What to do with Potatoes
Potato nutrition facts
White/yellow skin and flesh - Yukan gold, Yellow finn, Russian banana, Milva.
Red skin and flesh - Ida rose, Norland, Cal red, French fingerling.
Russet skin and flesh - Russet burbank, Ranger russet, Utamilla russet.
Health benefits of Potato
Potatoes are one of the richest sources of starch, vitamins, minerals and dietary fiber. 100 g provides 70 calories, however, they contain very little fat (just 0.1 g per100 g) and no cholesterol.
They are very good natural sources of both soluble and insoluble fiber. The dietary fiber in them increases the bulk of the stool, thus, it helps prevent constipation, decrease absorption of dietary cholesterol and thereby, lower plasma LDL cholesterol. Additionally, its rich fiber content also helps protect from colon polyps and cancer.
The fiber content aids in slow digestion starch and absorption of simple sugars in the gut. It thus help keep blood sugar levels within the normal range and avoid wide fluctuations.? For the same reason, potato is considered as reliable source of carbohydrates in diabetics.
The tubers are one of the richest sources of B-complex group of vitamins such as pyridoxine (vitamin B6), thiamin, niacin, pantothenic acid and folates.
Fresh potato along with its skin is one of a good source of antioxidant vitamin; vitamin-C. 100 g of fresh tuber provides 11.4 mg or 20% of daily required levels of this vitamin. Regular consumption of foods rich in vitamin-C helps body develop resistance against infectious agents and scavenge harmful, pro-inflammatory free radicals.
They also contain adequate amounts of many essential minerals like Iron, manganese, magnesium, phosphorous, copper and potassium.
Red and russet potatoes contain good amount vitamin A, and antioxidant flavonoids like carotenes and zeaxanthins.
Recent studies at Agricultural research service (by plant genetics scientist Roy Navarre) suggests that flavonoid antioxidant, quercetin present in potatoes has anti-cancer and cardio-protective properties.
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- Green Banana
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- Acorn squash
- Savoy Cabbage Savoy Cabbage
- Avocados Avocados are commercially valuable, and are cultivated in tropical climates throughout the world (and some temperate ones, such as California), producing a green-skinned, pear-shaped fruit that ripens after harvesting. Trees are partially self-pollinating and often are propagated through grafting to maintain a predictable quality and quantity of the fruit.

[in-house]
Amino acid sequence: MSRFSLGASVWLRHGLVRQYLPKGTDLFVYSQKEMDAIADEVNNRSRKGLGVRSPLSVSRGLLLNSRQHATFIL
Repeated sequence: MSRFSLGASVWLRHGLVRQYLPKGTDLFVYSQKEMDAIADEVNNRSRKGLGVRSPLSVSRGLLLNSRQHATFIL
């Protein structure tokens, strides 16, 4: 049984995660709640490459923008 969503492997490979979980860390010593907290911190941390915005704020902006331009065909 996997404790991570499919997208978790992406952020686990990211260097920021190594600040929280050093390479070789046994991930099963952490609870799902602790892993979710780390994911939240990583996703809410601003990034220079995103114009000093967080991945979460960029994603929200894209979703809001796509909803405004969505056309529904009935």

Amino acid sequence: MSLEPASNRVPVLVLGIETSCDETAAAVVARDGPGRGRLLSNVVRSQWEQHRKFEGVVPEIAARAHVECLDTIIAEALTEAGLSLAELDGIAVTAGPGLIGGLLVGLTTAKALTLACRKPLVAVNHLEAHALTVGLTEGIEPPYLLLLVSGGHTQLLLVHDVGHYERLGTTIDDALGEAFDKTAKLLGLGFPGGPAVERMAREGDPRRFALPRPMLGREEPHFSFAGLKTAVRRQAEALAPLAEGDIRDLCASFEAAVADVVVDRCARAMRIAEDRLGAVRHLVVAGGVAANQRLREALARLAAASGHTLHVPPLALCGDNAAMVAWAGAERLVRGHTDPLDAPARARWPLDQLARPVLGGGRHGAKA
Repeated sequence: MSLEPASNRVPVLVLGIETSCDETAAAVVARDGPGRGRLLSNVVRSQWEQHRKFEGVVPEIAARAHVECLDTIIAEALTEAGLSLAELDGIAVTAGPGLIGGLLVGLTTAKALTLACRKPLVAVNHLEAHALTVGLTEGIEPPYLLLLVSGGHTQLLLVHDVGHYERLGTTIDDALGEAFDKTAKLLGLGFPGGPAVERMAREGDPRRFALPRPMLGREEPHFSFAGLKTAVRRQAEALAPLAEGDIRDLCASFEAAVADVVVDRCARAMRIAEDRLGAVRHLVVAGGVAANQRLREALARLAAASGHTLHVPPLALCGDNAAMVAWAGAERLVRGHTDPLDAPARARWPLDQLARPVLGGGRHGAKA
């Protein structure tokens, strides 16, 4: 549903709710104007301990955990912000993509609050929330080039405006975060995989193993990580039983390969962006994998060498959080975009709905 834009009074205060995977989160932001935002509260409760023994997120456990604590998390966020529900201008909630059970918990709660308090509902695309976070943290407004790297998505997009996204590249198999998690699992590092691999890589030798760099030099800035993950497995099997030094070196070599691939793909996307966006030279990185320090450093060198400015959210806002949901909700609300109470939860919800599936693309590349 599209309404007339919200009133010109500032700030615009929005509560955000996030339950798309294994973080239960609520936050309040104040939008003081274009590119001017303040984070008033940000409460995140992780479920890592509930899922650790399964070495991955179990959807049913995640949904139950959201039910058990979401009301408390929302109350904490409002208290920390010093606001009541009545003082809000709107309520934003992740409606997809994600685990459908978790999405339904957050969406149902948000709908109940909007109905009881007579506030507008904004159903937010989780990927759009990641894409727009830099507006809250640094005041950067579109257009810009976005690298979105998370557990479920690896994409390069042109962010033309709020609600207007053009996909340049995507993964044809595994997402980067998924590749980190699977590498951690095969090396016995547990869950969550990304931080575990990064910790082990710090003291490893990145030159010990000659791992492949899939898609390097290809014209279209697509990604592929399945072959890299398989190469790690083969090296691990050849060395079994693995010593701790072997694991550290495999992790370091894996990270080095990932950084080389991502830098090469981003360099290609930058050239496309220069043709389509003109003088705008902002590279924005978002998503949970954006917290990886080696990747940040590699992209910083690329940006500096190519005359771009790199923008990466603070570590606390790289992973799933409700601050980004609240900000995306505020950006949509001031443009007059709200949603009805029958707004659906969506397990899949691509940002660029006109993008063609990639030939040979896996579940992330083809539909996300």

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- Garlic Garlic
- Green beans Green beans
- Green peas Green peas
- Mustard greens Mustard greens
- Olives The Olive is a species of a small tree in the family Oleaceae, native to the coastal areas of the eastern Mediterranean Basin as well as northern Iran at the south end of the Caspian Sea. Its fruit, also called the olive, is of major agricultural importance in the Mediterranean region as the source of olive oil.
- Turnip greens Turnip greens
- Mushrooms Mushrooms
- Jerusalem artichoke Jerusalem artichoke, Or also name: sunroot, sunchoke, earth apple or topinambour. Who knew that this asteroid shaped vegetable you would never by is actually succulent?
- Okra Okra
- Parsnips Parsnips
- Kohlrabi Kohlrabi also named: German turnip
- Peppers Peppers
- Potatoes Potatoes
- Radish Radish
- Radicchio Radicchio
- Rhubarb Rhubarb
- Rutabaga Rutabaga
- Shallots Shallots
- Spinach Spinach
- Sweet potatoes Sweet potatoes
- Summer Squash Summer Squash
- Tomatoes Fried green tomatoes- great movie, great recipe. Slow cooker recipe herb covered chicken & heirloom tomatoes w/ rice Recipe
- Yams Yams
- Onions Onions
- Squash Squash
- artichoke The artichoke is falsely said to be the food for the poor as you have more in your plate when you finish than when you started.
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- Asparagus Asparagus
- Bok choy Bok choy
- Broccoli Broccoli
- Brussels sprout Brussels sprouts were popular as early as the ancient Rome era. This is at first a wild cabbage.
- Cabbage Cabbage
- Carrots Carrots
- Cauliflower Cauliflower is one of several vegetables in the species Brassica oleracea, in the family Brassicaceae. It is an annual plant that reproduces by seed. Typically, only the head of aborted floral meristems is eaten, while the stalk and surrounding thick, green leaves are used in vegetable broth or discarded.
- Celery Celery
- Celery-Root Celery Root
- Chard Chard
- Collard greens Collard greens
- Cucumber Cucumber
- Corn Corn
- Eggplant Eggplant
- Endive Endive
- Kale Kale
- Lettuce Lettuce
- leeks leeks
- Napa cabbage Napa cabbage
- Pumpkins Pumpkins
- Turnip Turnip
- waterCress waterCress